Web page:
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pacomartin
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November 29th, 2011 at 5:08:09 AM permalink
Quote: Wizard

According to my map this is different adjacent buildings, two of them hotels.

I thought every city in Mexico is supposed to have an empty public square anyway, generally with a church on one side.



Gran Hotel and Holiday Inn zócolo are both decent hotels where rooms are often below US$100. The Zócolo is very noisy all night long, and when it rains it becomes very wet. The Zona Rosa is the other primary tourist zone, and the squares are more intimate. The well off business traveler probably always stays at Polanco, north of Chapultepec park.

The colonial cities all have a central square. There has been discussions of building one in Tijuana, with arms wrapping across the river to connect the principal shopping and hotel zone to the government center.



While a zócalo does have the architectural meaning of a "base", it primarily means "plaza" in Mexico.

In Spain, (and I am sure in Argentina) a square is called a Plaza. The word is taken from Latin which was taken from Ancient Greek πλατεῖα (plateia), shortening of πλατεῖα ὁδός (plateia hodos, “broad way”). In English the word was adopted directly from Spanish.
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November 29th, 2011 at 9:22:52 AM permalink
I went into the Holiday Inn Zocolo where they were kind enough to give me a map and guide me a restaurant that was open (at 5:30 AM). They could use a more attractive entry into Tijuana from San Ysidro.
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pacomartin
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November 29th, 2011 at 4:19:18 PM permalink
Quote: Wizard

They could use a more attractive entry into Tijuana from San Ysidro.



In my mind's eye, I picture a 3 mile extension on the San Diego Trolley down the border towards the Tijuana airport. This last segment is raised (like the Mission Valley portion of the San Diego Trolley), and access is controlled to Americans with the passport card (with RFID chip) and Mexicans with the Border Crossing Card (also with an RFID chip). Both these cards currently exist and millions of people have them.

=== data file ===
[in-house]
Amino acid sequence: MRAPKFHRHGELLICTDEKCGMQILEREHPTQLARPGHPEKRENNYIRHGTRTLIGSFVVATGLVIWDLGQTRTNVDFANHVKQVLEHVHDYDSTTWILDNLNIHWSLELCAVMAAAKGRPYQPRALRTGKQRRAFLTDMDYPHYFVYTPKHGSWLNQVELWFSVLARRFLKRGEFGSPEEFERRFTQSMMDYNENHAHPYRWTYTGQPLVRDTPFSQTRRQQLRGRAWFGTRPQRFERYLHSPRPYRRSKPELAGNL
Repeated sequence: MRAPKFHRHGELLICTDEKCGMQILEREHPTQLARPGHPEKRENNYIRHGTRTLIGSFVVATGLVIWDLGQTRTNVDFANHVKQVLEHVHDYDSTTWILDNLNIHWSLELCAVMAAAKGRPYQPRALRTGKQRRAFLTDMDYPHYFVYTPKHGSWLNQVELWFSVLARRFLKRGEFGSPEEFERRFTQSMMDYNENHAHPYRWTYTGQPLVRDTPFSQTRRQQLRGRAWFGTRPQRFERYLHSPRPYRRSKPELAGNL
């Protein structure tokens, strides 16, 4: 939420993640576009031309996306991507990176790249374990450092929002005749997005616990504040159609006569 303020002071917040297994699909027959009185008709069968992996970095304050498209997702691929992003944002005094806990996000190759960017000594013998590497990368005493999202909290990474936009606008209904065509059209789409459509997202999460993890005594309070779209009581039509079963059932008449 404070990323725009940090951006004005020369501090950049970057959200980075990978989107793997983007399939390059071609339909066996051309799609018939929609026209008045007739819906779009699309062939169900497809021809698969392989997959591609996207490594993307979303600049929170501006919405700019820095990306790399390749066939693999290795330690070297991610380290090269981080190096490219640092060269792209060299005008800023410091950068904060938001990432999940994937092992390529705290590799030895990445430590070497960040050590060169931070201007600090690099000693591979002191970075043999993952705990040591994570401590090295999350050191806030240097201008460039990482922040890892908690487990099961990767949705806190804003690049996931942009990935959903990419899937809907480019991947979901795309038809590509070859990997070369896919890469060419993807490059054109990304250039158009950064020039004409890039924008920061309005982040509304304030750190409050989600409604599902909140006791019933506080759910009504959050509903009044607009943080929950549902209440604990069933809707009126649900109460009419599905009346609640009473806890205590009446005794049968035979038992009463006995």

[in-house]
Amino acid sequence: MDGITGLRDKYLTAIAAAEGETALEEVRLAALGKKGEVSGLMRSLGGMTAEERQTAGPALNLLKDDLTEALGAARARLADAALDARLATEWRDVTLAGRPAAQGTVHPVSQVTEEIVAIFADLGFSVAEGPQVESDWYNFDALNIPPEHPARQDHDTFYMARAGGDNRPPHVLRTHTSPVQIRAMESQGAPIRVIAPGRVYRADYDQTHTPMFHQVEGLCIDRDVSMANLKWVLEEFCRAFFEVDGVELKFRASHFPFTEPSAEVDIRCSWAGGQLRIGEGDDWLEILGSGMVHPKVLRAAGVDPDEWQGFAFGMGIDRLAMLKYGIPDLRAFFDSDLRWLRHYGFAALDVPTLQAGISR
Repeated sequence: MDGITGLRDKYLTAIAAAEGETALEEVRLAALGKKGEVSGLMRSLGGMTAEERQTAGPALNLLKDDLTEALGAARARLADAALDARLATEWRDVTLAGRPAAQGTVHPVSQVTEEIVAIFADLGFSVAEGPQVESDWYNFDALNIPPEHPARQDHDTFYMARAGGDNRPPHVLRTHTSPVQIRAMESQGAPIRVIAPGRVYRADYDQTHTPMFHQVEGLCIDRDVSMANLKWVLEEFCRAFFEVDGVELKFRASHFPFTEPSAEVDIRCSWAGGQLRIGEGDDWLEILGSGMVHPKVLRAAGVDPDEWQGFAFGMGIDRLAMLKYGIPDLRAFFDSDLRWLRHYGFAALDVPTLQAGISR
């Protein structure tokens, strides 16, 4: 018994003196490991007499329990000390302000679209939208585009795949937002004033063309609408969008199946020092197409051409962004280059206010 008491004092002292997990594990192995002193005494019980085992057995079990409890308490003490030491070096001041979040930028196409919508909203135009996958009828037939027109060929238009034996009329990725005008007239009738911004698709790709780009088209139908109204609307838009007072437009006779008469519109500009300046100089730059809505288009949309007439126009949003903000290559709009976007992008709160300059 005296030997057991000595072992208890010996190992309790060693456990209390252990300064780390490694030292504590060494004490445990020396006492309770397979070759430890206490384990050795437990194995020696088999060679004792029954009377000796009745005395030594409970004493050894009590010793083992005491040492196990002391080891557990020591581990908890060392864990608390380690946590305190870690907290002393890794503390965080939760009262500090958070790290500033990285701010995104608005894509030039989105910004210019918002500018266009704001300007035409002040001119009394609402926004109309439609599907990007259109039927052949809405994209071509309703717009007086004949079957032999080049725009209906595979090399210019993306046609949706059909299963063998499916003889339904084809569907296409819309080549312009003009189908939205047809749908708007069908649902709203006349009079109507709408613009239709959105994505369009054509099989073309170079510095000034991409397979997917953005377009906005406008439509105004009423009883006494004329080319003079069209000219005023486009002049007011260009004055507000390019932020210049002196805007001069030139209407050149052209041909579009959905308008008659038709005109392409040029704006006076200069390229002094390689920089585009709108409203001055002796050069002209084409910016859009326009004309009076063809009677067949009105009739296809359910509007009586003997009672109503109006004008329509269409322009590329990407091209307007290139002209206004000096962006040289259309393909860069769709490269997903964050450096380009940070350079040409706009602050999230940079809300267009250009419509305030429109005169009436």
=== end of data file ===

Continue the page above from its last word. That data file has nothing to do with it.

At the final trolley station, Americans have easy access to both a bus station and to walk to the terminal to the Tijuana airport where they can catch flights to the rest of Mexico or South America. Mexican commuters from the Tijuana area are dropped off by bus, to board the trolley. Also Mexican air passengers arriving into Tijuana airport can easily board the trolley to head towards center city San Diego.





The two types of cards are for people who are pre-screened. There needs to be a minimal space where people are randomly chosen to be searched. Pre-screening doesn't mean that someone won't set up a heroin smuggling operation if they never face the possibility of being checked.

The airport in Tijuana is extremely underutilized, while San Diego airport is the busiest single runway airport in the USA. The Tijuana airport parking garage is 140' from the border.


PS: Don't let the portraits on the cards fool you. The state department chooses a light skinned woman to represent the Mexican citizen, and a somewhat Latino looking man to represent the American citizen.
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November 29th, 2011 at 4:20:14 PM permalink
Posts de hoyos negros e estrellas de neutrón fue mover a Difference between a neutron star and black hole.
It's not whether you win or lose; it's whether or not you had a good bet.
Nareed
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November 29th, 2011 at 6:09:18 PM permalink
Quote: Wizard

The building on the left is a department store.



Was it El Palacio de Hierro?

That was my father's biggest customer for decades. For a very long time they had three stores. The opening of the 4th was like a major milestone for fine retail. The 5th took some time, but after that they opened up several more... Funny thing is I've never visited the one in el Centro.

The other big deparmment stores are Liverpool, Sears, Suburbia and, lately, Saks Fifth Avenue.

Quote:

The word zócolo means "stand."



That seems so wrong, I thought you were mistaking the word. After all, the proper term to begin with is ZócAlo. But the dictionary agrees with you. Still, the dictioanry also denotes than in mexico it means the main plaza in a city.


Quote:

I thought every city in Mexico is supposed to have an empty public square anyway, generally with a church on one side.



Not every city, but many do, especially those going back to colonial times. For certain I've seen only the one in Toluca.